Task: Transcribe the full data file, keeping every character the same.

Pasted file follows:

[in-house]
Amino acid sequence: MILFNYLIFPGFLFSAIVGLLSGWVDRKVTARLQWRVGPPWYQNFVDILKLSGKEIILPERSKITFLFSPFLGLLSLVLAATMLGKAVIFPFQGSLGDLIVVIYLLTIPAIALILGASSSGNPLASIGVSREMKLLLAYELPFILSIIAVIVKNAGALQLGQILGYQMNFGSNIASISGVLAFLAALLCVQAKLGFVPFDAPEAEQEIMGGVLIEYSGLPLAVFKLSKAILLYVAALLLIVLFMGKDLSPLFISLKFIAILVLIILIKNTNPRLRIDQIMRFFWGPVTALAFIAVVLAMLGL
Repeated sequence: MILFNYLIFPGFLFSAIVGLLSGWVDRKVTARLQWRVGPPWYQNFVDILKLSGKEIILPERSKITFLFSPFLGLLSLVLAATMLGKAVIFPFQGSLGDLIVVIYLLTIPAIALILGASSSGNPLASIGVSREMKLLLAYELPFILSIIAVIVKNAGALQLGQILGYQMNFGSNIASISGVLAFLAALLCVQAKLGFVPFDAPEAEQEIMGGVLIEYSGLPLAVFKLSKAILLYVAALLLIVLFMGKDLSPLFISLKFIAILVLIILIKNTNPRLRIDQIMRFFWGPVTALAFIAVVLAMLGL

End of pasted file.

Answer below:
[in-house]
Amino acid sequence: MILFNYLIFPGFLFSAIVGLLSGWVDRKVTARLQWRVGPPWYQNFVDILKLSGKEIILPERSKITFLFSPFLGLLSLVLAATMLGKAVIFPFQGSLGDLIVVIYLLTIPAIALILGASSSGNPLASIGVSREMKLLLAYELPFILSIIAVIVKNAGALQLGQILGYQMNFGSNIASISGVLAFLAALLCVQAKLGFVPFDAPEAEQEIMGGVLIEYSGLPLAVFKLSKAILLYVAALLLIVLFMGKDLSPLFISLKFIAILVLIILIKNTNPRLRIDQIMRFFWGPVTALAFIAVVLAMLGL
Repeated sequence: MILFNYLIFPGFLFSAIVGLLSGWVDRKVTARLQWRVGPPWYQNFVDILKLSGKEIILPERSKITFLFSPFLGLLSLVLAATMLGKAVIFPFQGSLGDLIVVIYLLTIPAIALILGASSSGNPLASIGVSREMKLLLAYELPFILSIIAVIVKNAGALQLGQILGYQMNFGSNIASISGVLAFLAALLCVQAKLGFVPFDAPEAEQEIMGGVLIEYSGLPLAVFKLSKAILLYVAALLLIVLFMGKDLSPLFISLKFIAILVLIILIKNTNPRLRIDQIMRFFWGPVTALAFIAVVLAMLGL